However, I sometimes find it difficult to tell quite how bad you think a book is. Is it (a) so bad it should be avoided, or (b) are you just not enthusiastic and think things are better handled elsewhere?

    Some of your comments on the earlier part of IPT suggested (a), at least for the part about structural proof theory. For example, on Ch 4:

    It all takes sixty-seven(!!) pages, often numbingly dense. You wouldn’t thank me for trying to summarize the different stages, though I think things go along fairly conventional lines. I’ll just raise the question of who will really appreciate this kind of very extended treatment?

    It certainly is possible to introduce this material without mind-blowing tedium. …

    At other points, it seemed more like (b). For instance, in ‘Where next?’:

    All I can do is register my doubts, and (as I have done in passing) suggest familiar alternatives that on balance I would recommend more warmly to beginners, who can then dip into IPT if/when they feel the need.

    In any case, I’m inclined to defend IPT, at least a bit — given that one of it’s main goals is “providing an introduction to proof theory which might serve as a companion to reading the original articles by Gerhard Gentzen”. (p viii)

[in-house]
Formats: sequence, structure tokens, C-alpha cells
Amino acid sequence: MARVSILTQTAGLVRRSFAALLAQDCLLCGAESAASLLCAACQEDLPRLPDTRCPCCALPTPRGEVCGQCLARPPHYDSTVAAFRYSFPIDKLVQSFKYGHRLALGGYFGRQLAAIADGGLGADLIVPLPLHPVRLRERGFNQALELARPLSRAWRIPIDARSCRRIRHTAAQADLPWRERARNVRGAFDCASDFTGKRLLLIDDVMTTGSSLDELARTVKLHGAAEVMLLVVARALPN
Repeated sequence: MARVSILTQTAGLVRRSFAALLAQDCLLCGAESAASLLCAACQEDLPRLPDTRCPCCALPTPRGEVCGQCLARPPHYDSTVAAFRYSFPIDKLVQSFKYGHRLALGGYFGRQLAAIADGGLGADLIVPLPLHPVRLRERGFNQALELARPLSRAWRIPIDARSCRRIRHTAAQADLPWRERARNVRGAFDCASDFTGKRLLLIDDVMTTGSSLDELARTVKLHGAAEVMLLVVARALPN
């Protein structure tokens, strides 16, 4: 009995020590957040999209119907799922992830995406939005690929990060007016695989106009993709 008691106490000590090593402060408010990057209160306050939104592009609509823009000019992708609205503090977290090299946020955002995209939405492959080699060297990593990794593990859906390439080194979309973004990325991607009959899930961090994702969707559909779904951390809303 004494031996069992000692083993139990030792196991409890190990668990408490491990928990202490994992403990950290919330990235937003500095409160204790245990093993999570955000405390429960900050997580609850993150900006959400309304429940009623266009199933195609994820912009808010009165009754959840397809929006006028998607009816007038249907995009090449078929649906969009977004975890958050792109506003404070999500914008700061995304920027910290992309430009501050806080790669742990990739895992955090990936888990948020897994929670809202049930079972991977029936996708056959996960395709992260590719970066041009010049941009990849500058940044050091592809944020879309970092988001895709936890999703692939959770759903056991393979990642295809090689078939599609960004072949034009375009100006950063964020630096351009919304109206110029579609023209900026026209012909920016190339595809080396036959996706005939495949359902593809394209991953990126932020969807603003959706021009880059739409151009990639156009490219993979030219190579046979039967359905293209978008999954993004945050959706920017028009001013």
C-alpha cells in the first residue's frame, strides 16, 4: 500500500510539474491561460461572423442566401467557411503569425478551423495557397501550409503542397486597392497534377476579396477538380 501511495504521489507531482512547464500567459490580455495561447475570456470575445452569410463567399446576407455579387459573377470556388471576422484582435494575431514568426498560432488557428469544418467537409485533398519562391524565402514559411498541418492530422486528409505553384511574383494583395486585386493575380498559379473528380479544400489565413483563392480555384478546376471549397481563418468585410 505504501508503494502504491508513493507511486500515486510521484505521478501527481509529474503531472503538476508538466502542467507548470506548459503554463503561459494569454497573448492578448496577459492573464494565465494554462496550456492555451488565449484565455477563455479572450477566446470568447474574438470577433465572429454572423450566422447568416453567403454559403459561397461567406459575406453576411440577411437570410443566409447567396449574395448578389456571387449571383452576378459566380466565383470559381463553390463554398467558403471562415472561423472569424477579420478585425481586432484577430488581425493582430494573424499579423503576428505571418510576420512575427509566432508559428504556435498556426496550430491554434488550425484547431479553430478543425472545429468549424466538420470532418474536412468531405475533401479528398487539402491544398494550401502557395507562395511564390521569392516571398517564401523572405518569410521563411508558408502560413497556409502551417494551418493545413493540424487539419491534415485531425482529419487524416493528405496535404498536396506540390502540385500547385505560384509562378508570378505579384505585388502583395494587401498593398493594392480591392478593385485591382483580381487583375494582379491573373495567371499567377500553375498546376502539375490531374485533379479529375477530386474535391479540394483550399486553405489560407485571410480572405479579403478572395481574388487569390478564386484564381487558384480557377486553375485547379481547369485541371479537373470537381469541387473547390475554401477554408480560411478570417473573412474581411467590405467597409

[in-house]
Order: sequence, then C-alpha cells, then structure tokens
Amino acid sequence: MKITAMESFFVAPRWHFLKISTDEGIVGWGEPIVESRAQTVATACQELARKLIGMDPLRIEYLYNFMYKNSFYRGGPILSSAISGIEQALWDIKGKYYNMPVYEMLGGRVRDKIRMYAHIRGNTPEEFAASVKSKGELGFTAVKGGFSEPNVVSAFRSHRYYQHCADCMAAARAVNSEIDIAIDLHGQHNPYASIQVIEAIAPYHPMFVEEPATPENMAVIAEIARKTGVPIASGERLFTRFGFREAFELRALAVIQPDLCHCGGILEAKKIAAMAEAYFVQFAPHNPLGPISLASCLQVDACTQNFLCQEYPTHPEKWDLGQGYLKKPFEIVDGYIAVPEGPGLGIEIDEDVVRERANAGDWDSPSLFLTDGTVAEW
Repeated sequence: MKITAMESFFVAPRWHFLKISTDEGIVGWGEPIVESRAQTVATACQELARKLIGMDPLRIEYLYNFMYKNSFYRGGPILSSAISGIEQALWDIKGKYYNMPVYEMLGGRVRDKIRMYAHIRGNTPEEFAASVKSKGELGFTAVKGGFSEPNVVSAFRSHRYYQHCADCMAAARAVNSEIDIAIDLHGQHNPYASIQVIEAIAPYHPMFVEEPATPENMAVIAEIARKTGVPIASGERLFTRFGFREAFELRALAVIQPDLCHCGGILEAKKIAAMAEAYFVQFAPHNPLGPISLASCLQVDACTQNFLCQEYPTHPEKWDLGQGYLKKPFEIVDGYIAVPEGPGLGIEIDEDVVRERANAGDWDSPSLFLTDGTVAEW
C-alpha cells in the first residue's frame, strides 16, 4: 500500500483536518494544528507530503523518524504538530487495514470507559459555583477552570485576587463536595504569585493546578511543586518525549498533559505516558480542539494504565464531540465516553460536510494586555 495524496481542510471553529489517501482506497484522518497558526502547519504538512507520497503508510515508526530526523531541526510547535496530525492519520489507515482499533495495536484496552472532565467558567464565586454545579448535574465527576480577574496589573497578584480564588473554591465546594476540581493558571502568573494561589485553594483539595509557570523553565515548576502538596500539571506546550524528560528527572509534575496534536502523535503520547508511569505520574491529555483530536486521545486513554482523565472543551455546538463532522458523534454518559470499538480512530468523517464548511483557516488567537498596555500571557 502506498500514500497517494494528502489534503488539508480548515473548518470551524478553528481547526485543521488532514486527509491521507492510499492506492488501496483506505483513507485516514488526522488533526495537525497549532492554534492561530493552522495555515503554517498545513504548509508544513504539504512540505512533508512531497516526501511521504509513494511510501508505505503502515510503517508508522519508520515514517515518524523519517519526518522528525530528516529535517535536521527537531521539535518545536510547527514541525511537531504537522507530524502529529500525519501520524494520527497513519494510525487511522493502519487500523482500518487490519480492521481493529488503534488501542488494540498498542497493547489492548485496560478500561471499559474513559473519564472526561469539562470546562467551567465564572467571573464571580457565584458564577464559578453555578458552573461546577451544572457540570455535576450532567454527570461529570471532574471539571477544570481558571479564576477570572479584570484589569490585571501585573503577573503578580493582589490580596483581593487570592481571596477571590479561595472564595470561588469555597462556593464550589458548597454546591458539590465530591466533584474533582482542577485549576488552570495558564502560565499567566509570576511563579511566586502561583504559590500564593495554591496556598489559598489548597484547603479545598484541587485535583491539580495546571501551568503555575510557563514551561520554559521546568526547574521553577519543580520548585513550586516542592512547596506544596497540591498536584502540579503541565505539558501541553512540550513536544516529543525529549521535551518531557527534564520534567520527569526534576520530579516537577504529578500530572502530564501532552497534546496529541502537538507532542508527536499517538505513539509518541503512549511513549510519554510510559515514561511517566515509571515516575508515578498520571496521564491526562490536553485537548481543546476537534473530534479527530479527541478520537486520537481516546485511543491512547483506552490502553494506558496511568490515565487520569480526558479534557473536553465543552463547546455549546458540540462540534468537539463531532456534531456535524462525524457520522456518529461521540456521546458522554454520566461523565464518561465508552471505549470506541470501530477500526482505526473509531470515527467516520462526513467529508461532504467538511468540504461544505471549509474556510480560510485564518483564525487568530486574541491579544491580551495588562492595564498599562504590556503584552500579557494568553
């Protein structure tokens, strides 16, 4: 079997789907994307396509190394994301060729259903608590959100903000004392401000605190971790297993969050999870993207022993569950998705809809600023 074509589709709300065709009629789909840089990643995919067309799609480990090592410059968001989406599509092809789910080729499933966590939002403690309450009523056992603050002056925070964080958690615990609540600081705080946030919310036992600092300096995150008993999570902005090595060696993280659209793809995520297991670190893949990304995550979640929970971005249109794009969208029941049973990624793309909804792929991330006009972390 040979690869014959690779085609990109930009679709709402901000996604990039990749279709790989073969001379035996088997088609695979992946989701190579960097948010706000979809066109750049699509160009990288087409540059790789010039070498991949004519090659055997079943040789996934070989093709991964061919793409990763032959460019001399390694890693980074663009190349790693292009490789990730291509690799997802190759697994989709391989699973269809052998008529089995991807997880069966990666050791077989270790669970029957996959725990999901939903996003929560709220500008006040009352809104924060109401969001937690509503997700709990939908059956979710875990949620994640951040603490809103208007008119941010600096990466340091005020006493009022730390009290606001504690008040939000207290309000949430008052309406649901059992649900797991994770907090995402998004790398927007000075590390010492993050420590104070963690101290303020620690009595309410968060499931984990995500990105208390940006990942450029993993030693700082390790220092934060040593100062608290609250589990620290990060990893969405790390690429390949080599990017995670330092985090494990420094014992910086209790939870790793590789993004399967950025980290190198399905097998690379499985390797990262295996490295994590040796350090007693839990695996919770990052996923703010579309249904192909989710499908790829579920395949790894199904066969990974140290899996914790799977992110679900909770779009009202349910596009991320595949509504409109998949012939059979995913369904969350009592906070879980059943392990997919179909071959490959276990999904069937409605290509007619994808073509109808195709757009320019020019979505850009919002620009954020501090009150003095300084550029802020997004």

If, with that goal, IPT didn’t stay so close to the systems and proofs Gentzen used in the original articles, then a student, IPT in hand, who looks at those articles, or reaches the point in IPT where it says that Gentzen used different systems (the book had better say that somewhere, and try to explain the differences), the student would be quite justified in saying

    Hey! Wait a minute! This was supposed to be a companion to reading the original articles, and now I find that the book uses different systems, goes into the details of different proofs, and then tries to patch over the gap. Why didn’t it just use Gentzen’s original methods?

    The authors presumably looked at Gentzen’s original systems and proofs and decided they didn’t make things so difficult, or so complicated, that they shouldn’t be used. (It’s not clear how much you’d disagree.)

    Then consider that it’s aimed at “students, especially those in philosophy, who have only a minimal background in mathematics and logic”. (p viii). Given that target audience, it would at least be risky to cover other systems and proof styles as well. It can be hard enough to get used to working with formal systems while learning just one. The more different systems the student has to try to understand, the more confusing it can be.